Tomoka students become writers, publish books with big themes
Tomoka Elementary students drew on global themes — like poverty, hunger and bullying — when writing, illustrating and publishing books.
Tomoka Elementary will host a Arts and Literacy Carnival May 2, where students will show off their writing, publishing and game-making skills.
With a grant awarded by the Crayola Company last fall, offered through the National Association of Elementary School Principals, the school’s fourth- and fifth-grade gifted students wrote, illustrated and published books.
The books had global themes, like poverty, hunger, sickness and bullying, and included stories about animals being separated from parents and being reunited and a family traveling to China to adopt a baby, among others.
They then used the books’ themes to create literacy-based games for younger children.
The games were designed and created using Stanford University’s Design Thinking process, and the Tomoka students and teachers reached out to the Riverside School in India, which teacher Monica Sherwin said is known for design and creativity methods, for more help to develop their games.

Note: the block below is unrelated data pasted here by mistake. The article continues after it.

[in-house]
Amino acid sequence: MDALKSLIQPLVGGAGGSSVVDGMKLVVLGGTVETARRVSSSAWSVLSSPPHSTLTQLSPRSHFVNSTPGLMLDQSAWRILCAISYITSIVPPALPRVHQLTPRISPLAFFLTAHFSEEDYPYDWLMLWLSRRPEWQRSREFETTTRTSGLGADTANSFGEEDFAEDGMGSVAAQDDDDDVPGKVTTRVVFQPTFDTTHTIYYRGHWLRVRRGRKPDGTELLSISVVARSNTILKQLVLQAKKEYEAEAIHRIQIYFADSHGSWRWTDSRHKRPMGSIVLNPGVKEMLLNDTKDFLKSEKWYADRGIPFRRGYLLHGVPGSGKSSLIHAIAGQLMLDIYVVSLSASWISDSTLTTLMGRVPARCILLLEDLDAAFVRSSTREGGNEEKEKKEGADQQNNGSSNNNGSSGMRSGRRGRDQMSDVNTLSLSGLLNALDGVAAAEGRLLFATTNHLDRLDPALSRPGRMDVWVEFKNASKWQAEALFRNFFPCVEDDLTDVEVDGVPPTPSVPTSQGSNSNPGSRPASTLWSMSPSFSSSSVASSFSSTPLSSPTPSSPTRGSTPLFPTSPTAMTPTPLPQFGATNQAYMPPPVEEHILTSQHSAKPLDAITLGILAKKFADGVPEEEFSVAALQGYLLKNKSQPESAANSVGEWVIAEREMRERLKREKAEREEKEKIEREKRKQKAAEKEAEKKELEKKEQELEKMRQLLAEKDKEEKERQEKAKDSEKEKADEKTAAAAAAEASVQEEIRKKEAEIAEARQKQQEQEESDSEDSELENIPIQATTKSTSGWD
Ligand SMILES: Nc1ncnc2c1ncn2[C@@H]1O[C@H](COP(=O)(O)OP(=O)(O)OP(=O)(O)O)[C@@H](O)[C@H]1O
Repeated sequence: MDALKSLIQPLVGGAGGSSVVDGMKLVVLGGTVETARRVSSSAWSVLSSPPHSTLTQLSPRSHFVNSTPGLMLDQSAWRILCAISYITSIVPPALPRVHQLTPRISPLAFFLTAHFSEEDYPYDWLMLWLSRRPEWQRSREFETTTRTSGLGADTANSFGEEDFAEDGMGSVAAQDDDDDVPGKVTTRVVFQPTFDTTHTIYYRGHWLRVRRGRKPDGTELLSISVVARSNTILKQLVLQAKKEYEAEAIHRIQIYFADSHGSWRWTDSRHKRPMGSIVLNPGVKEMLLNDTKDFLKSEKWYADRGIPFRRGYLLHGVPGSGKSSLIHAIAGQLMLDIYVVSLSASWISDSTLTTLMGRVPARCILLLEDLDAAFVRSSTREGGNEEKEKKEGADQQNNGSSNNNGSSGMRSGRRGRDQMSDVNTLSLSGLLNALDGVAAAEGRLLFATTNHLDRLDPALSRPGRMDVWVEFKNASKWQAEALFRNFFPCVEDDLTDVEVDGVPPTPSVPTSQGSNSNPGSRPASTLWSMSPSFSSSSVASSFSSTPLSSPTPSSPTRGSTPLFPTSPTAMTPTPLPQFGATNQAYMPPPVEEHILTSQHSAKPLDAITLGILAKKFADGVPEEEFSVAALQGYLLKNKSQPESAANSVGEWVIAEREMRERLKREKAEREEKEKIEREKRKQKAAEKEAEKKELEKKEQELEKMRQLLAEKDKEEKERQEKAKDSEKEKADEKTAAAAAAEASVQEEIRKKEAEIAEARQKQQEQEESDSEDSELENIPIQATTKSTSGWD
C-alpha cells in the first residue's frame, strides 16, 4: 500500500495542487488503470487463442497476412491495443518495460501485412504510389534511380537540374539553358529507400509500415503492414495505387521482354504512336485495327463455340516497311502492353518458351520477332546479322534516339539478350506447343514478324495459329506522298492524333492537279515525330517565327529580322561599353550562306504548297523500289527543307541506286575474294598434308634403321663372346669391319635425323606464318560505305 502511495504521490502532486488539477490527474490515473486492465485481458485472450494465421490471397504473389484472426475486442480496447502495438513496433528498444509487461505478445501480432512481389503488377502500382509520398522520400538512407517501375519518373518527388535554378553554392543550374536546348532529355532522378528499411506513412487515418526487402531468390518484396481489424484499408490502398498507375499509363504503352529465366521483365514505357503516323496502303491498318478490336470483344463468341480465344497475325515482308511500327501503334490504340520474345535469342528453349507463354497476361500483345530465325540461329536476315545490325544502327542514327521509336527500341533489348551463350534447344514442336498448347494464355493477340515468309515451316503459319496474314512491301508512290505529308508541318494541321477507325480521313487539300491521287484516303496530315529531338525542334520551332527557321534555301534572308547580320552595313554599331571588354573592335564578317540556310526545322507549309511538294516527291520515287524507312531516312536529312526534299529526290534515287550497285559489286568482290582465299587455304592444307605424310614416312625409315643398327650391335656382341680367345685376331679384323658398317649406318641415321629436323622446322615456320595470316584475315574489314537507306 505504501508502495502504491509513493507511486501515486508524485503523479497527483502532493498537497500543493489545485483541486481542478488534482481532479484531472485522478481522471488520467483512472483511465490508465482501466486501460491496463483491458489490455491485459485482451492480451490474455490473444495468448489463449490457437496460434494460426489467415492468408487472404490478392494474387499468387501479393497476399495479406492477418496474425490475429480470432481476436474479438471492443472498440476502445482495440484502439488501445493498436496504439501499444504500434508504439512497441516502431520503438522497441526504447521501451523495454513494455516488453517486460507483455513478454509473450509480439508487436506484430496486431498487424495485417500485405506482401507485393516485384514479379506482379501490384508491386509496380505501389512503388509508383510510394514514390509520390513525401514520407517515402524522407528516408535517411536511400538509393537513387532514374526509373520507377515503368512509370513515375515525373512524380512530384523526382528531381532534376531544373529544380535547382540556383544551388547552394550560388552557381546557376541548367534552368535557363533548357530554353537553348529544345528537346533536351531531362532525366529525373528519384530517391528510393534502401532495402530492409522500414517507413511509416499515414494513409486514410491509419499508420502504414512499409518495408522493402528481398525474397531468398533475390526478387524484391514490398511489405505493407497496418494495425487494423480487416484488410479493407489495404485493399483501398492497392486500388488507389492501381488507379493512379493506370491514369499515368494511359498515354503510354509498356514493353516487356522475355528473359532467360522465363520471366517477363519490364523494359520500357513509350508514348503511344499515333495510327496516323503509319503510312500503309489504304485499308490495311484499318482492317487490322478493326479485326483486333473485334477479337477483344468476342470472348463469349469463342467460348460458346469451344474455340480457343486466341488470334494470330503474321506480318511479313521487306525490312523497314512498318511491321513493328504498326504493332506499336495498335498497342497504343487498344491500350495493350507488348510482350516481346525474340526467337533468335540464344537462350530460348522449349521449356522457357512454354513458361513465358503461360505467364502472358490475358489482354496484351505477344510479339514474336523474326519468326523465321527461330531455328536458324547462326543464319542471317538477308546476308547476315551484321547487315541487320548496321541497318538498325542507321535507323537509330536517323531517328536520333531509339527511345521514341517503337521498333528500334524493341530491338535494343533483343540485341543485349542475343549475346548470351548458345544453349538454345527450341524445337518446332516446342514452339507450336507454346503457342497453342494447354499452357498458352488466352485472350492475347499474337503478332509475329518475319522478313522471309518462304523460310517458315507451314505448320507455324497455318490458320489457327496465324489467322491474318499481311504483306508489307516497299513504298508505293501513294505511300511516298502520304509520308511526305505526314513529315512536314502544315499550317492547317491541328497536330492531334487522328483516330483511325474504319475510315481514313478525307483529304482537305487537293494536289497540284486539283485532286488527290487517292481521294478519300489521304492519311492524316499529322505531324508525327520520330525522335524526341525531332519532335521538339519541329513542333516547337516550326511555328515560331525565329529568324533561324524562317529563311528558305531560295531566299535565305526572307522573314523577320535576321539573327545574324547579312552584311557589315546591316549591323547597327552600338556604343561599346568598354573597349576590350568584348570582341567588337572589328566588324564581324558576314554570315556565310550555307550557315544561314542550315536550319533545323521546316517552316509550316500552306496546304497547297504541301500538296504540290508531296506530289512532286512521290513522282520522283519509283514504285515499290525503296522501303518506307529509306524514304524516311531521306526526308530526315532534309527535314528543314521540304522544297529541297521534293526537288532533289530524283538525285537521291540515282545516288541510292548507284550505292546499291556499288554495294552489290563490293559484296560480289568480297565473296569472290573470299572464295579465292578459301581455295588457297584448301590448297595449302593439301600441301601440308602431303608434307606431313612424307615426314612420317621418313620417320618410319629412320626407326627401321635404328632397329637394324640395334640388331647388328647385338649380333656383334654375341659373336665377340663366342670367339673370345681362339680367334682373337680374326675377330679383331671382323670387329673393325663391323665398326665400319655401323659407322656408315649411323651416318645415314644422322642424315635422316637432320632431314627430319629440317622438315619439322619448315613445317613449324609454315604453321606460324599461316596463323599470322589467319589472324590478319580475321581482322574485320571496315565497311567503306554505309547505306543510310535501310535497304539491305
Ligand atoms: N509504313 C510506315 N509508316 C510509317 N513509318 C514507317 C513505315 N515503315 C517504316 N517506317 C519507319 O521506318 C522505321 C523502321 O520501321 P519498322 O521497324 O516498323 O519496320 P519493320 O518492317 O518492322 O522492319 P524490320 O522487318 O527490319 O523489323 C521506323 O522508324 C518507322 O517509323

The Tomoka students, Sherwin said, built all the games themselves, with some help from teachers in acquiring supplies.
The overall project draws on topics the students have been involved with all year. They’ve spent time in the language arts — brainstorming, writing, editing and rewriting — and Volusia County schools have made a big anti-bullying push, Sherwin said.
Around the holidays, the students also learned about poverty and hunger when they raised funds to provide families with chickens and ducks.
During the carnival, the fourth and fifth grade students will lead Tomoka’s pre-K and kindergarten students as they play their homemade games.
The games will be permanently placed in Kindergarten classrooms at a later date.